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I found these two sentences and I want an explanation for them to illustrate why they go like:

  • A number of boys were absent.

Although the subject is singular, but the sentence is considered as plural?

  • three eggs is plenty

And in this example, the writer used is instead of are.

  • 2
    "three eggs" is collective there. Replace it with "It": "It is plenty." Some collective nouns are considered plural; others could be considered both singular and plural. "A number of (noun)" is almost always treated as a plural (exception may be "a number of times is too many times", but this is because it is a collective "It" as the subject). Other ones that can be both are "jury", "group", "class", "crew", "audience", "committee", "staff (of people)", "team", "public", etc. Most collectives can be both, but "police" is always plural; however, "the law" can be both. – Nick Dec 28 '17 at 19:45
  • Incidentally, the "a number of boys were" passage is discussed at length in this related question. Also related: the 50 miles is question. – J.R. Dec 28 '17 at 21:05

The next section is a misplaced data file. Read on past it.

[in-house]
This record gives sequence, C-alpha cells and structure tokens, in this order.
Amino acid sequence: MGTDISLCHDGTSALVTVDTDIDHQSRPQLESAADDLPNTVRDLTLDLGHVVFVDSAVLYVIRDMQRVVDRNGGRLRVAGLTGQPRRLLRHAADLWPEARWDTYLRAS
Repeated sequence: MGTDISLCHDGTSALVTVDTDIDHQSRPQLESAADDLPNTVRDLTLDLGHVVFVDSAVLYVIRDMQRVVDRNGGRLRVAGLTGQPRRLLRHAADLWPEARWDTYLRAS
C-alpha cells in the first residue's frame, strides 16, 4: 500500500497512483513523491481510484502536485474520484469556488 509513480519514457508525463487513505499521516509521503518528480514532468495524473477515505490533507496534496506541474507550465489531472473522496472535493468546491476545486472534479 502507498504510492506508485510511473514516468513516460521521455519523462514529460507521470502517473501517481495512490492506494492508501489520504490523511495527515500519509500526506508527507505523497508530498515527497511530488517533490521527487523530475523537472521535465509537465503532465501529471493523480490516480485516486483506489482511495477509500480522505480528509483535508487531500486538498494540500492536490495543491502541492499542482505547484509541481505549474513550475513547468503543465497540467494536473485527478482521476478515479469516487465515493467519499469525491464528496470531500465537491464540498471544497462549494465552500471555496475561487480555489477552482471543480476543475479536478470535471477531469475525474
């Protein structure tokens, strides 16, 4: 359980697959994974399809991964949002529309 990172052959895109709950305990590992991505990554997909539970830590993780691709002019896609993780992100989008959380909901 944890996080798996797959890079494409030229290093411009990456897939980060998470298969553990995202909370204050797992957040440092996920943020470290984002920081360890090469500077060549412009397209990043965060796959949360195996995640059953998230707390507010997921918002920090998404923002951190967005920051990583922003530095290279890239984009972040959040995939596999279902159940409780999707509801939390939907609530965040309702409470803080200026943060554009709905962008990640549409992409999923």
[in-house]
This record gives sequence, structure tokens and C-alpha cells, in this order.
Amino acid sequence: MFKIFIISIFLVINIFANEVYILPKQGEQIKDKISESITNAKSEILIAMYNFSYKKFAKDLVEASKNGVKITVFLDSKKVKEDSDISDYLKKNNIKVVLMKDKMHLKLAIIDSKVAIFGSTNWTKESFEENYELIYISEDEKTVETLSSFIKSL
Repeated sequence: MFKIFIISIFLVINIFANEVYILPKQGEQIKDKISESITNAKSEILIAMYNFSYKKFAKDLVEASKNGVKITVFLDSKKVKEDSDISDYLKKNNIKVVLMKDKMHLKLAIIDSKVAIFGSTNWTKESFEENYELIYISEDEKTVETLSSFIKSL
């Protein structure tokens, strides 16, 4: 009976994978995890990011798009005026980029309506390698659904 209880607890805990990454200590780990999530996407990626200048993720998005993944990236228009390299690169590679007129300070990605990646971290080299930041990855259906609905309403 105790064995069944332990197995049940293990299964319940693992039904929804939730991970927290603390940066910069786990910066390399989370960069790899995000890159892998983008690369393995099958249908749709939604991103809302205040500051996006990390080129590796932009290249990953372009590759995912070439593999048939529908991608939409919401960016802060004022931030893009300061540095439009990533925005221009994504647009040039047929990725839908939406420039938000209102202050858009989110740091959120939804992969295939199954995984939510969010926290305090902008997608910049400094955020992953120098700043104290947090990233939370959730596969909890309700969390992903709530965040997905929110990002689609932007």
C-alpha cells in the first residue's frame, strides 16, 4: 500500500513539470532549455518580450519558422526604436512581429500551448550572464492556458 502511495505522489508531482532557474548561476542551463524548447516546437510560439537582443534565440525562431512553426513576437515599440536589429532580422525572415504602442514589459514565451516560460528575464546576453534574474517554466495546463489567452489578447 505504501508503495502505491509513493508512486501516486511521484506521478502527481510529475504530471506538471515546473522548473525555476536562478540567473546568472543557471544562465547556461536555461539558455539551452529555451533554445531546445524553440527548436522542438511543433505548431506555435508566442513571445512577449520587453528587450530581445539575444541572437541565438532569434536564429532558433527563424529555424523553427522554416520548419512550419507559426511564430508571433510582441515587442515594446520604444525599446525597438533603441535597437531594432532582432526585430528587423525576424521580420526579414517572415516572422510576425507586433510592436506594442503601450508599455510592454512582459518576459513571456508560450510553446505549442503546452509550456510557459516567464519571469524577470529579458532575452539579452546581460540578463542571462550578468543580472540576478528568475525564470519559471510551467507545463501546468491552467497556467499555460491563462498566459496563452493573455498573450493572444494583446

• Does “a dozen schools” act like “a number of boys”? @J.R. – Bavyan Yaldo Dec 29 '17 at 13:28
  • @BavyanY - It depends on how it's used, which is explained quite well in this answer. – J.R. Dec 29 '17 at 15:24
  • @JR This question, namely "'Three eggs is plenty' vs. 'a number of boys were absent,'" is not an exact duplicate of "What is the head in 'a number of boys.'" The cited question is at an entirely different level of sophistication, and the highest ranked answer is appropriate to that sophistication. It may well be useless to the person initiating this thread. We have valued procedure over teaching. I have an entirely different view of the citation in your most recent comment. I would have had no objection had that been the initial citation. So I think we are on the right track now – Jeff Morrow Dec 29 '17 at 16:10